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BRIEF COMMUNICATION
Year : 2015  |  Volume : 59  |  Issue : 4  |  Page : 248-250  

Anaesthetic management of a patient with anti-NMDA receptor encephalitis


Department of Anaesthesiology, Saifee Hospital, Mumbai, Maharashtra, India

Date of Web Publication13-Apr-2015

Correspondence Address:
Dr. Tasneem Dhansura
Sunrise 12, 4th Pasta Lane, Colaba, Mumbai - 400 005, Maharashtra
India
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Source of Support: None, Conflict of Interest: None


DOI: 10.4103/0019-5049.155005

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How to cite this article:
Shaikh MA, Dhansura T, Gandhi S, Shaikh T. Anaesthetic management of a patient with anti-NMDA receptor encephalitis. Indian J Anaesth 2015;59:248-50

How to cite this URL:
Shaikh MA, Dhansura T, Gandhi S, Shaikh T. Anaesthetic management of a patient with anti-NMDA receptor encephalitis. Indian J Anaesth [serial online] 2015 [cited 2021 Jun 13];59:248-50. Available from: https://www.ijaweb.org/text.asp?2015/59/4/248/155005


   Introduction Top


Anti-N-methyl-D-aspartate (NMDA) receptor (NMDA-R) encephalitis is a recently described neurological disorder, an immune-mediated encephalitis caused by production of antibodies to the NMDA-R, now a recognised cause of psychosis, movement disorders and autonomic dysfunction. [1],[2] Though it is the second most frequent cause of immune-mediated encephalitis, it is usually under-diagnosed. Many anaesthetic medications interact with NMDA-Rs with risks during induction and maintenance of anaesthesia. [3] We report a patient with documented anti-NMDA-R encephalitis who was scheduled for surgery for right salpingo-oophorectomy under general anaesthesia.


   Case Report Top


A 32-year-old female (154 cm, 73 kg) with no remarkable medical history was admitted to the hospital with complaints of insomnia, headache and irrelevant talk followed by three episodes of generalised tonic clonic seizures. Electroencephalogram (EEG) showed generalised slowing with normal magnetic resonance imaging (MRI) study. She subsequently became drowsy and was intubated. Cerebrospinal fluid (CSF) showed pleocytosis with raised protein. She was being treated for aseptic meningitis with no improvement in her general condition. MRI pelvis revealed right ovarian complex cystic lesion. Limbic encephalitis was suspected because of her age, the clinical presentation and the absence of alternative aetiology. The anti NMDA-R encephalitis was confirmed by indirect fluorescent antibody test. Serum anti-NMDA antibody level of 1:160 (normal < 1:10) and CSF level of 1:10 (normal < 1:1). Patient was started on steroids (methylprednisolone 100 mg thrice daily) and intravenous (IV) immunoglobulins (IgG type - injection glob Ex R 2 g/kg over 5 days). The patient remained confused, disoriented, agitated, depressed airway reflexes requiring restraint and ventilator dependent with a tracheostomy done on 14 th day of admission. Subsequent neurological improvement was seen, with seizures controlled with multiple anti-convulsants. Patient was scheduled for right salpingo-oophorectomy. lasting 1 h and 45 min. No pre-medication was administered. On arrival to the operating room, her vitals were: Blood pressure of 110/70 mm Hg, heart rate of 74/min, oxygen saturation 100% on T-piece. General anaesthesia was induced with fentanyl (1 μg/kg), midazolam (0.05 mg/kg) and propofol (2mg/kg) and atracurium (0.5 mg/kg) and was maintained with fentanyl (0.3 μg/kg) IV, oxygen (1L/min) and compressed air (1.5 L/min), isoflurane (0.5%) through the tracheostomy. Patient was monitored with electrocardiography, non-invasive blood pressure, capnography, pulse oximetry and bispectral index. Surgery was completed without any complications. Patient was sent to the intensive care unit on mechanical ventilation. Subsequent follow-up after a week showed improvement in her neurological status; she was more alert with decreased convulsions, obeyed simple verbal commands. Tracheostomy was decannulated, but her psychiatric symptoms persisted with irrelevant talking and restlessness and agitation intermittently. EEG suggested improved activity. Repeat anti-NMDA-R antibodies titre was positive but reduced. She was subsequently mobilised and discharged with instructions for regular follow-up. At 3 months follow-up, she was alert, oriented, and had occasional episodes of agitation.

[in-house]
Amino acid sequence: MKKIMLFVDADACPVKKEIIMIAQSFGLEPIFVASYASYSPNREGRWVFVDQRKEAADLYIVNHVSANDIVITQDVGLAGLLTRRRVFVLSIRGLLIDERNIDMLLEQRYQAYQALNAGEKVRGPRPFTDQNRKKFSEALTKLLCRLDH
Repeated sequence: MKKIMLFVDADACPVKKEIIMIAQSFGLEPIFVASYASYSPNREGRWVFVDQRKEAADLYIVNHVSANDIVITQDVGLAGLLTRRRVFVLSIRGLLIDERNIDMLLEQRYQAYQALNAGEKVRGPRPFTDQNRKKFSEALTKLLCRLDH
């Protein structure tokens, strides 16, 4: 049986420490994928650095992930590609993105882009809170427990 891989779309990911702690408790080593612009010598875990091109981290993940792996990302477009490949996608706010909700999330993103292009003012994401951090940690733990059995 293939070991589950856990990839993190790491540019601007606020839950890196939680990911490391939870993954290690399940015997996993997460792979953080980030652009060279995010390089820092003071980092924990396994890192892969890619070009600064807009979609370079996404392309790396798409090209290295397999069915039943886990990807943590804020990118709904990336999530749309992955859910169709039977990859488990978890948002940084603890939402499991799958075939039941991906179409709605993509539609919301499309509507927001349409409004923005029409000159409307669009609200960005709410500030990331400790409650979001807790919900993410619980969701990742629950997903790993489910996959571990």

Discussion Top